Track & field needs to think value for value, not 'thank you'/
Professional track & field athletes are the only pro athletes you'll hear saying "thank you" to their sponsors. Until they start trading value instead of gratitude, we cannot expect any more investment into the sport or the athletes.

When was the last time you thanked your employer?

If you’re like most people, never. You’ve probably never completed a difficult project at work and then made a public show of gratitude to your employer for keeping you employed long enough to <checks notes> do the job you were hired to do, or maybe even go beyond that level in order to create more value for them. But then again, you’re probably not a professional track & field athlete.

With the Olympics possibly imminent, we’re about to see an uptick in the number of social media posts and interviews where pro track & field athletes thank their sponsors.

How does this create value for the sponsor?

“Did our sponsorship of these athletes last quarter expand our market share with key psychographics, position our new product line for a Q1 go-to-market, increase favorability ratings among athletes or build new B2B or P2P relationships that we can leverage across business units?” “No, but several of them thanked us in their Insta Stories.”


Many of the same athletes who thank their sponsors will dedicate a few other posts or interviews lamenting the lack of financial opportunities within the sport, not making the connection between the two.

Sponsors want value in exchange for their investment in an athlete or the sport - not gratitude. No business - shoe company or otherwise - has a KPI for “public displays of gratitude.” No business - at least not one that expects to see next year - is in it for the thanks. Sure, gratitude is a value in many other contexts. It even has a place in professional settings, and even in professional sports. But not as part of a sponsor-property exchange.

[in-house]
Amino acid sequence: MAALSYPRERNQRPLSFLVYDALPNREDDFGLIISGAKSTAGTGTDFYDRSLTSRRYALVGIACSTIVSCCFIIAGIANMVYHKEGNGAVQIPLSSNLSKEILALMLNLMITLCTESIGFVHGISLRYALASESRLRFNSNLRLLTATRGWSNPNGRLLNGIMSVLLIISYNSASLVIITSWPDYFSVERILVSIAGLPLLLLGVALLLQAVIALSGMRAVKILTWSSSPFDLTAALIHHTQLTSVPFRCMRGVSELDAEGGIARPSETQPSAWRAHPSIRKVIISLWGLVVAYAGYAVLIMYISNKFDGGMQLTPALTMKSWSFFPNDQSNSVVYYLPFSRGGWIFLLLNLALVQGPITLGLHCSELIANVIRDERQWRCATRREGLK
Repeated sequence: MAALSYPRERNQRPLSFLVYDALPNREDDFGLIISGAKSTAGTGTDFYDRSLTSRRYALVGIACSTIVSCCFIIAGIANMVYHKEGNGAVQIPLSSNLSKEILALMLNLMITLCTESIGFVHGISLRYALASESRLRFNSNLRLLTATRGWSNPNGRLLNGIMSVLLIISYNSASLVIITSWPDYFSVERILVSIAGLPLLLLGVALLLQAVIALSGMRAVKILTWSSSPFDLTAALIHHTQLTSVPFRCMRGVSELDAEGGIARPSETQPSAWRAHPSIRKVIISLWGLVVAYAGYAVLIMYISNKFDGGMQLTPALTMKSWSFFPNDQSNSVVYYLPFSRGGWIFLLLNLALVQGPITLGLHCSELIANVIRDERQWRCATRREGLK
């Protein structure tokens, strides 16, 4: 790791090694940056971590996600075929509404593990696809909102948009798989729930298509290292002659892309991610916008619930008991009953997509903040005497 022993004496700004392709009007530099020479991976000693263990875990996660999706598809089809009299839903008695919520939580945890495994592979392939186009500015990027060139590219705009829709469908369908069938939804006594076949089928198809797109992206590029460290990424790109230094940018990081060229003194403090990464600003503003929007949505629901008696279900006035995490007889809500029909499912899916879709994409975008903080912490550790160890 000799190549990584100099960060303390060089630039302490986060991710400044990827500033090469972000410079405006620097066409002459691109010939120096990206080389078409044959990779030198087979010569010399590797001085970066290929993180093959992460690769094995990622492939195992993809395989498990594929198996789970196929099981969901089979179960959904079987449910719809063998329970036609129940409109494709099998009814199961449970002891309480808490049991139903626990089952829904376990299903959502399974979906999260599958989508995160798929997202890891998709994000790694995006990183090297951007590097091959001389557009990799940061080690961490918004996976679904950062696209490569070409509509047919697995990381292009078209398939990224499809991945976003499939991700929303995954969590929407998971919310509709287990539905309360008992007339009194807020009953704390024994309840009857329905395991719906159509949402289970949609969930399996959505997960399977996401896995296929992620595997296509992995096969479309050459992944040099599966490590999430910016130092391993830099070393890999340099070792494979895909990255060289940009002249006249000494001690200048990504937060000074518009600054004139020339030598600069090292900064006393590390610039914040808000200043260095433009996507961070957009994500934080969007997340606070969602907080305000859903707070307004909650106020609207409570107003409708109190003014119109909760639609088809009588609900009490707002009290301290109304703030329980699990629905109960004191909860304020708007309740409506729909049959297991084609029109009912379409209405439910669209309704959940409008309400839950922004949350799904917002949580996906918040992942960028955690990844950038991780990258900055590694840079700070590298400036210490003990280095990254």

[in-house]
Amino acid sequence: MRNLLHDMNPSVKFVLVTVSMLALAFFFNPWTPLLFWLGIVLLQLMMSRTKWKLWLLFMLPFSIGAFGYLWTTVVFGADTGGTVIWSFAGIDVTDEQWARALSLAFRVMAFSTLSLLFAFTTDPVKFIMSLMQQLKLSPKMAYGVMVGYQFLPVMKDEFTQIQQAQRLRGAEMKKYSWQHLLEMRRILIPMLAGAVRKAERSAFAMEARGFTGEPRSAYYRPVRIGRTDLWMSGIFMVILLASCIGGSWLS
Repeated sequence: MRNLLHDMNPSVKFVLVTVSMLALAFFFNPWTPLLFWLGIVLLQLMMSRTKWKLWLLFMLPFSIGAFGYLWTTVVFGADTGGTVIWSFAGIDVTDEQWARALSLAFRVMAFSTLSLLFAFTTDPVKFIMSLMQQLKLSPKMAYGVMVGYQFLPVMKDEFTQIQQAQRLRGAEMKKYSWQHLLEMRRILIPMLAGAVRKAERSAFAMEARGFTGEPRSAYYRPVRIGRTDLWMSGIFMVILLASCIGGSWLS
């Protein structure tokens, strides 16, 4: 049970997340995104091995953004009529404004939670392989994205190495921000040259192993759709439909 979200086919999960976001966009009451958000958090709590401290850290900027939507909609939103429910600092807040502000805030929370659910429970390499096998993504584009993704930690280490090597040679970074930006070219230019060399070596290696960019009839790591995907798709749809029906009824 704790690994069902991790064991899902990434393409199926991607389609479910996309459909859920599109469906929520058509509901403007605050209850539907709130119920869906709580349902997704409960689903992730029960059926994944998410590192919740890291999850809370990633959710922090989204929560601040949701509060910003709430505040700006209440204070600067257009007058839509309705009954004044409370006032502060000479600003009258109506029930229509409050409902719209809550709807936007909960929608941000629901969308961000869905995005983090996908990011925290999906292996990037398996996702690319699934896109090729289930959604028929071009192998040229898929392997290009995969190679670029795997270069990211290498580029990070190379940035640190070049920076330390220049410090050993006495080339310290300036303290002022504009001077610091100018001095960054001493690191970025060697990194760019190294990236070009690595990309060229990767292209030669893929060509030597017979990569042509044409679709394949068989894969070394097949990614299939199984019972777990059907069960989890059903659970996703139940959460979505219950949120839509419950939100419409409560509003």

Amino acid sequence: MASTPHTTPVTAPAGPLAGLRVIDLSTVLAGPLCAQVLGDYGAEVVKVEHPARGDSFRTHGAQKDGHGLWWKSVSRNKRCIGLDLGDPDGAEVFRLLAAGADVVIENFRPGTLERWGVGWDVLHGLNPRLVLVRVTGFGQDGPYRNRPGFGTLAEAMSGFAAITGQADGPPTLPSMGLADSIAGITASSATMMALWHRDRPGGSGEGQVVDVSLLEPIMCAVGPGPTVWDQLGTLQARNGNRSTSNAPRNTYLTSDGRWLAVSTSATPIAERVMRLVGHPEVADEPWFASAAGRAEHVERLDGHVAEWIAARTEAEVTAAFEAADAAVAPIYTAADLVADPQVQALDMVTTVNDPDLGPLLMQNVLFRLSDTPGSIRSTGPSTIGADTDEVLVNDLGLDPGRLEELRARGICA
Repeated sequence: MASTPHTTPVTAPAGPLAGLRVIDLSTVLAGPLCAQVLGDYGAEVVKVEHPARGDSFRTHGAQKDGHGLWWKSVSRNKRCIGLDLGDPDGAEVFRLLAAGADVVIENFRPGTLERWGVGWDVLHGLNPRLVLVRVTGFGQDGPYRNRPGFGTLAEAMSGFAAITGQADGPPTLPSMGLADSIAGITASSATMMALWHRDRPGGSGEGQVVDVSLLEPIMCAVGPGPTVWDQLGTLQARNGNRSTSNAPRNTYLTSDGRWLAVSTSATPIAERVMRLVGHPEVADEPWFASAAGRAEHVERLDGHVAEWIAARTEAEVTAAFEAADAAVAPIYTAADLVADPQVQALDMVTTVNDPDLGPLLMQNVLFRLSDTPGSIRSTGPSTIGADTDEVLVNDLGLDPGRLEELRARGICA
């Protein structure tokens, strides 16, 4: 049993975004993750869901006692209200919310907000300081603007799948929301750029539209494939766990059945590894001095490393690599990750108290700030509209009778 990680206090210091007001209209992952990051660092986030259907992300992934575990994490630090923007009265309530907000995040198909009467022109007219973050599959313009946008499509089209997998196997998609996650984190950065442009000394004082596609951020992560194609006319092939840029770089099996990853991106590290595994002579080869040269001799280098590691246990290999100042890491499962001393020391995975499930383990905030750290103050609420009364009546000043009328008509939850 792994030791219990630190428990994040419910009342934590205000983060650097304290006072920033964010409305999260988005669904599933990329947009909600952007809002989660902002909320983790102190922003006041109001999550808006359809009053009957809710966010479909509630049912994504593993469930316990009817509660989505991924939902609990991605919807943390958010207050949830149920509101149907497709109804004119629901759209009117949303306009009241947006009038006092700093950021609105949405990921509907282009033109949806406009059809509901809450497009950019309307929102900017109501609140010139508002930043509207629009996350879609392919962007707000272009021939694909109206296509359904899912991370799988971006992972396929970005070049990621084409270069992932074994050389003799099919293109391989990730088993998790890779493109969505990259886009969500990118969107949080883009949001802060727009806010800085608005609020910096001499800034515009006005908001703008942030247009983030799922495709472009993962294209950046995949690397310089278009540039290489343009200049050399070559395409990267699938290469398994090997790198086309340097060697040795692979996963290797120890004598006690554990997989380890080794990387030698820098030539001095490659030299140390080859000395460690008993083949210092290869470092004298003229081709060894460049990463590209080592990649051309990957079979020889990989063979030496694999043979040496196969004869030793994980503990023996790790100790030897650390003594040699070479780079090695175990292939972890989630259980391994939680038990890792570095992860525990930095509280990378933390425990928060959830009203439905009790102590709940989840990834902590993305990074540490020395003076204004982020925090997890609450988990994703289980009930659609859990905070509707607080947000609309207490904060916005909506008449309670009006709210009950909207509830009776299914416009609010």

Any current sponsor considering raising their investment in the sport or potential thinking about getting involved will hear the words “thank you” and say “That’s it? That’s what I can expect to get? Alright, let’s head over to tennis / soccer / baseball / rugby / hockey …”

When an athlete says “thank you,” they are not doing anything for their sponsor and making some pretty damning admissions about themselves. They are either saying “This is the best I can do” or “I don’t get how all this works.” Both are equally likely, given the unprofessional culture of the sport.

We asked at the end of the indoor track & field season what do track & field’s sponsors expect to get from the sport, and the reverse: what do the athletes and agents offer the sponsors. If the athletes are saying “thank you,” the answer to our questions is most likely: little to nothing, and likely to stay that way.

Photo credit: Phil Roeder / Flickr, under CC BY 2.0.